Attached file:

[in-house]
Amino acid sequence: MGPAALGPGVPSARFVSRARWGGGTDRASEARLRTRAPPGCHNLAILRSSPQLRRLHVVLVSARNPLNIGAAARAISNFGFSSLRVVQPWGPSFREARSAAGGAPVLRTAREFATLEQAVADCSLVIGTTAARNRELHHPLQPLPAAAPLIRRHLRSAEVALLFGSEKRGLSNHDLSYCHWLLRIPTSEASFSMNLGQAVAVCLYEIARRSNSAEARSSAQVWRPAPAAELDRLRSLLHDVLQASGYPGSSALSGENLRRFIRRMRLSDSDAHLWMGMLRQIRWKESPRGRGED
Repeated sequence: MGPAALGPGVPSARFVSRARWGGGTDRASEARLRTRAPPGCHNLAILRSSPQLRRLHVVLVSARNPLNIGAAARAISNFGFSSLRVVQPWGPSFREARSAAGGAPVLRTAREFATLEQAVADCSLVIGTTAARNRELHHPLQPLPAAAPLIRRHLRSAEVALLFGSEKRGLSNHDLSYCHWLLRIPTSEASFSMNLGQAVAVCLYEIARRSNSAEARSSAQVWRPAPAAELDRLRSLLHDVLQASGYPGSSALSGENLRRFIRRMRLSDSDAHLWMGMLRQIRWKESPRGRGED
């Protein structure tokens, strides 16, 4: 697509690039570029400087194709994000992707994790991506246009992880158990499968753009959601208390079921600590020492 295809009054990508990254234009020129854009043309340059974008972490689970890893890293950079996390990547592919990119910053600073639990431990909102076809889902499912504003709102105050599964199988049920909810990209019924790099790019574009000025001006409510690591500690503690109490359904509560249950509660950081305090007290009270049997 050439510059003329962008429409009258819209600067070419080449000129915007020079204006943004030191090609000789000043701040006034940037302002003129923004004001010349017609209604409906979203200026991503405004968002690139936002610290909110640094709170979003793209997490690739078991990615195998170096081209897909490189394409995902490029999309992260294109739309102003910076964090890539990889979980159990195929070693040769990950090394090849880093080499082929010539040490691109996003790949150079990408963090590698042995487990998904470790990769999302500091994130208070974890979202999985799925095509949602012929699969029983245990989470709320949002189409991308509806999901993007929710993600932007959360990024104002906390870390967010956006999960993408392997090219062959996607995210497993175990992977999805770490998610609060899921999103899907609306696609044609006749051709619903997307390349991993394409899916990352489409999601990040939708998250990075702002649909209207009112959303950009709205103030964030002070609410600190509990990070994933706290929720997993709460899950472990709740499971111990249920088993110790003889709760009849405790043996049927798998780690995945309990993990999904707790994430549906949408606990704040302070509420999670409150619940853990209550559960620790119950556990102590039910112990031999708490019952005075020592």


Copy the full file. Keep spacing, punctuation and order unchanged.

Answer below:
[in-house]
Amino acid sequence: MGPAALGPGVPSARFVSRARWGGGTDRASEARLRTRAPPGCHNLAILRSSPQLRRLHVVLVSARNPLNIGAAARAISNFGFSSLRVVQPWGPSFREARSAAGGAPVLRTAREFATLEQAVADCSLVIGTTAARNRELHHPLQPLPAAAPLIRRHLRSAEVALLFGSEKRGLSNHDLSYCHWLLRIPTSEASFSMNLGQAVAVCLYEIARRSNSAEARSSAQVWRPAPAAELDRLRSLLHDVLQASGYPGSSALSGENLRRFIRRMRLSDSDAHLWMGMLRQIRWKESPRGRGED
Repeated sequence: MGPAALGPGVPSARFVSRARWGGGTDRASEARLRTRAPPGCHNLAILRSSPQLRRLHVVLVSARNPLNIGAAARAISNFGFSSLRVVQPWGPSFREARSAAGGAPVLRTAREFATLEQAVADCSLVIGTTAARNRELHHPLQPLPAAAPLIRRHLRSAEVALLFGSEKRGLSNHDLSYCHWLLRIPTSEASFSMNLGQAVAVCLYEIARRSNSAEARSSAQVWRPAPAAELDRLRSLLHDVLQASGYPGSSALSGENLRRFIRRMRLSDSDAHLWMGMLRQIRWKESPRGRGED
């Protein structure tokens, strides 16, 4: 697509690039570029400087194709994000992707994790991506246009992880158990499968753009959601208390079921600590020492 295809009054990508990254234009020129854009043309340059974008972490689970890893890293950079996390990547592919990119910053600073639990431990909102076809889902499912504003709102105050599964199988049920909810990209019924790099790019574009000025001006409510690591500690503690109490359904509560249950509660950081305090007290009270049997 050439510059003329962008429409009258819209600067070419080449000129915007020079204006943004030191090609000789000043701040006034940037302002003129923004004001010349017609209604409906979203200026991503405004968002690139936002610290909110640094709170979003793209997490690739078991990615195998170096081209897909490189394409995902490029999309992260294109739309102003910076964090890539990889979980159990195929070693040769990950090394090849880093080499082929010539040490691109996003790949150079990408963090590698042995487990998904470790990769999302500091994130208070974890979202999985799925095509949602012929699969029983245990989470709320949002189409991308509806999901993007929710993600932007959360990024104002906390870390967010956006999960993408392997090219062959996607995210497993175990992977999805770490998610609060899921999103899907609306696609044609006749051709619903997307390349991993394409899916990352489409999601990040939708998250990075702002649909209207009112959303950009709205103030964030002070609410600190509990990070994933706290929720997993709460899950472990709740499971111990249920088993110790003889709760009849405790043996049927798998780690995945309990993990999904707790994430549906949408606990704040302070509420999670409150619940853990209550559960620790119950556990102590039910112990031999708490019952005075020592």